The Lost Lake Run had been on my list of 'things to do' for fifteen years, ever since I moved to southcentral Alaska in the mid-1990s. Friends and acquaintances had done it, but the race was at first intimidating to me and then, for many years it always seemed to conflict with something else on my calendar. In 2010, I was determined to do the race at long last. The newly published Alaska Runner's Calendar listed the race for August 21 and I marked the date.
The race is 16 miles long and travels from the Primrose Campground located on the shore of Kenai Lake, just off the Seward Highway, to a lush mountain bench, tops out at 2,100' elevation, then descends back to the highway.
Though challenging, it's not a mountain run, per se. It's nothing like Seward's other run - the greuling Mount Marathon Race - or Palmer's Matanuska Peak Challenge. When the trail reaches the top of the bench, the race becomes enjoyable. The bench offers gently rolling terrain with fun rock hopping mixed with beautifully cushioned surfaces. The best part about this race is that the last four miles is all downhill. Runners who haven't taken on a trail run should be careful on this section to not get overly confident. Even on nice days, there are sections where streams create slick mud and protroduing rocks will trip those who aren't watching carefully. I saw one woman take a bad tumble and hurt her knee trying to jump over a stream's stepping stones too fast for her abilities. Also be aware of sharp branches reaching into the trail from the forest.
The route begins with a long nine mile uphill run (or power hike depending on your fitness level). During the first three miles, the field of runners naturally separtes into groups. In this run, even more than some I've entered, it's important to honestly lineup according to your intended finish time. The trail narrows immediately to a single track and it's very tough to pass people, so if you're planning to walk this section, make sure to start toward the back of the pack. There are sections of the trail that are muddy, rocky, and rooty, as one would expect in a trail race, so wear good solid trail running shoes that are well broken in. The weather cooperated the day I ran, but Seward is on the coast, so be prepared for rain.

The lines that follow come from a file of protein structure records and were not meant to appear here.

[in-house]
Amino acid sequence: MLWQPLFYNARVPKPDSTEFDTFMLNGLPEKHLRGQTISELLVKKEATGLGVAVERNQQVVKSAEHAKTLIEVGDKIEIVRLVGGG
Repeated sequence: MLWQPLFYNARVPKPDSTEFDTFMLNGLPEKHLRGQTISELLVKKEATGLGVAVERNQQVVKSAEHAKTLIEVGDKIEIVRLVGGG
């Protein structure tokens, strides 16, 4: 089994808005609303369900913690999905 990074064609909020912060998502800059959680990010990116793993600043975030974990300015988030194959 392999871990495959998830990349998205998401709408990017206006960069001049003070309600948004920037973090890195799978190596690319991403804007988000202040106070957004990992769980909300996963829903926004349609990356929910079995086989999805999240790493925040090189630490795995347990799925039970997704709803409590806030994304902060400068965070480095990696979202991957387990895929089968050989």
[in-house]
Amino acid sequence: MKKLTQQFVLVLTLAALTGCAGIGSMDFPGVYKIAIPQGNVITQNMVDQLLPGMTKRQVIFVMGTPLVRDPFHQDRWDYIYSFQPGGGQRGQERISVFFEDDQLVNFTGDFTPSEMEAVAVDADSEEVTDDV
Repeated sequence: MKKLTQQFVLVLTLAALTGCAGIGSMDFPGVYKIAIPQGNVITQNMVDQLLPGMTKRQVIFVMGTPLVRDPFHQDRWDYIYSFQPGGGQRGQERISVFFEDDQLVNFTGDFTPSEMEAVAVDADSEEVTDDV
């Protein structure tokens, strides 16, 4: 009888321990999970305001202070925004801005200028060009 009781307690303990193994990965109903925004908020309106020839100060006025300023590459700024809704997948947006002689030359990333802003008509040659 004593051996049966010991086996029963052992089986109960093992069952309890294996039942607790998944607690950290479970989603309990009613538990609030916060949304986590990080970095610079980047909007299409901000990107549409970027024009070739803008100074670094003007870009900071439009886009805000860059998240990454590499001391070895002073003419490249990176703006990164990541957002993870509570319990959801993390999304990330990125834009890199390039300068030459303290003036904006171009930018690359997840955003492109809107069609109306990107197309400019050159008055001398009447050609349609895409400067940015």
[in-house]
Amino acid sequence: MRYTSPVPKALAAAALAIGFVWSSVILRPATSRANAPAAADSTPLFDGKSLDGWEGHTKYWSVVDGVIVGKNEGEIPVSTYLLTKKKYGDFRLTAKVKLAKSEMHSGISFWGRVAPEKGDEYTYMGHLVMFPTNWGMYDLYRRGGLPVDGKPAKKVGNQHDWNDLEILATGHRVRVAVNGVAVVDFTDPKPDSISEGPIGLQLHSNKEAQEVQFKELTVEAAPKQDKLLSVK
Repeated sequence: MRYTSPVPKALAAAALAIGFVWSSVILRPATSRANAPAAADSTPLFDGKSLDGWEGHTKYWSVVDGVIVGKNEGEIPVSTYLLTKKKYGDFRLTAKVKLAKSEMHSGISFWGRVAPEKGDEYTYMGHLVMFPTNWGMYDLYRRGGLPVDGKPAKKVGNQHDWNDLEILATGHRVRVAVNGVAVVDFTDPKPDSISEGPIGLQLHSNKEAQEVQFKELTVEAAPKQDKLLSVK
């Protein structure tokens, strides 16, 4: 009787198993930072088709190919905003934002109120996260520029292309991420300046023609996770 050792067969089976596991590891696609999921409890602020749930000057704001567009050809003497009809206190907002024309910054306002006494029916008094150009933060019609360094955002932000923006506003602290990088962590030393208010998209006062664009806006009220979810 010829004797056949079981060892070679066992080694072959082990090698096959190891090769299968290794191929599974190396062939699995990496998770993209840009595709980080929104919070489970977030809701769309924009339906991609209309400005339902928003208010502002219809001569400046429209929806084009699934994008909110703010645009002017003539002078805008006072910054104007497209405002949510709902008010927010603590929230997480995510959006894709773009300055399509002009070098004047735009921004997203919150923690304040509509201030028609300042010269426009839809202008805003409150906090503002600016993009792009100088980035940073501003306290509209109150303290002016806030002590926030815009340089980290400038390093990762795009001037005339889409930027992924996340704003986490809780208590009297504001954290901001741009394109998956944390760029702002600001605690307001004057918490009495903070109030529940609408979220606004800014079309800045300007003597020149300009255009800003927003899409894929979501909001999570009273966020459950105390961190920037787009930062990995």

This run offers participants scenic beauty and comraderie along the way. The trail takes runners through a dense old growth temperate rainforest, where you run amongst towering Sitka spruce, devil's club, and blueberry bushes (the blueberries are ripe when the race takes place in August, tempting participants to stop for berry-breaks!). The high benches are superb. Once above treeline, runners are treated to spectacular views of the rugged Chugach peaks, brilliant blue alpine lakes, lush meadows of wildflowers and deep grasses, and clear streams - the best Alaska has to offer.
The aid station midway is staffed with encouraging, friendly volunteers handing out cups of water and sports drinks. Fellow runners offer words of enouragement as you pass them or they pass you. And, every mile along the way, you are reminded of the real reason the race is being held: each mile is marked with a photograph and name of someone in Alaska living with Cystic Fibrosis.
|Finish line festivities, Bear Creek Fire Station.|
Suggestions: Heed all the advise on the race website listed below. Train. Wear good shoes. Prepare to get wet.
More Information: Lost Lake Run, Seward, Alaska